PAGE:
When Children Do Not Fit The Mold – Part 1 | Rabbi Dovid Abenson

Several years ago I wrote an article for The Lakewood Scoop about how our yeshiva/day school system is failing our out-of-the-box children. The response from the public was incredible. I received many supporting comments from readers who were struggling with their own children, or who had themselves struggled as children. The pain is real. Chazal state in Sanhedrin 4:5 that each person must look at himself and say “bishvili nivrei olam” for my sake the world was created. Yet how can a child feel valued and beloved by Hashem when told by a rebbi “there’s no place in our yeshiva for boys like you” Or “You don’t fit the mould”?

A quick survey of the biographies of our great gedolim through history reveals they were not always the typical children that are the dreams of every classroom rebbi today. They learned in small groups with a private tutor, until the rebbi would declare he had no more to teach the child and they would move on to greater teachers. How would an illui, such as those who illuminated our previous generations, fair in a typical elementary yeshiva today? Would he be allowed to shine and develop at his own pace even if his knowledge would quickly outshine that of the entire staff or would he be bored and labelled chutzpadik? Is it possible that such genius is failing to be nurtured in our current system? Brilliant children are forced either to turn to secular pursuits for their stimulation or worse, end up numbing their untapped mental energy with drugs because they do not fit into the system.

And what of the children who take longer to process information, develop at a slower pace or have different learning styles? Many of the students I have helped over the years were able to avoid the ADHD medications being suggested by the rebbi, simply by addressing certain missing foundational skills in their learning. Once they could learn successfully, their motivation returned and their behavioural problems disappeared. These children were failing because the system failed them. They had not managed to pick up the requisite skills for learning first time around because these skills are not being explicitly taught. It is just assumed kids will eventually “catch on”. Many do. Too many do not.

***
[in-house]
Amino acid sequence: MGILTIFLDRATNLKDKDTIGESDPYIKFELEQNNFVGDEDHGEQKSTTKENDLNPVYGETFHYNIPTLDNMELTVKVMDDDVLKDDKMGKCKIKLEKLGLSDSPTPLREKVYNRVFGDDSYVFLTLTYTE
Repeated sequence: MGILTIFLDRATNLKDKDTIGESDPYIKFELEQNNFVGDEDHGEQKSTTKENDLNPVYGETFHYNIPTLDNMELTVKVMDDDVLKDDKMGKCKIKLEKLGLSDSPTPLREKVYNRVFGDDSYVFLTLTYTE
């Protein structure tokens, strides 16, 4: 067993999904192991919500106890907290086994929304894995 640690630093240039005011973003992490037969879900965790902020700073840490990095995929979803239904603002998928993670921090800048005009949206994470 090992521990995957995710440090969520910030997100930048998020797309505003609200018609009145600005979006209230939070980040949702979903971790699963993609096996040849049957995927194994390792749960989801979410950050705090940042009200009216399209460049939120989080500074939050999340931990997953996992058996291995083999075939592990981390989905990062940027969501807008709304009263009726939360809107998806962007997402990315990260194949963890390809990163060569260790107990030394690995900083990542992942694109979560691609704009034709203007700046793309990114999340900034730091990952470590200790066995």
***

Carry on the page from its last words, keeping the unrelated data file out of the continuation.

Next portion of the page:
For the most part Torah schools are doing a great job. However my decades of work as an educational consultant, incorporating kriah and Gemara remediation, show me that many are being left behind. Even one would be too many. Chazal teaches in Sanhedrin 4:5 that he who saves a life is as if he saves an entire world. Each student is a malei olam. For his sake the world was created. For his sake the educational system was created. For his sake this article is being written. I shall highlight two problems I see in the system which seem to go counter to a Torah perspective before offering some practical suggestions that may help more children taste success in learning.


Rabbi Abenson is the founder and director of ShaarHatalmud, a unique yeshivah-based online program, which incorporates learning all Kodesh subjects, from Kriah all the way up to learning Gemara, Rishonim and Shulchan Oruch. He also conducts evaluations, remediation and training, and consults with school principals to improve students’ underdeveloped skills.
Rabbi Dovid Abenson can be contacted at:
Tel. 15147393629
Cell/Whatsapp 15149935300


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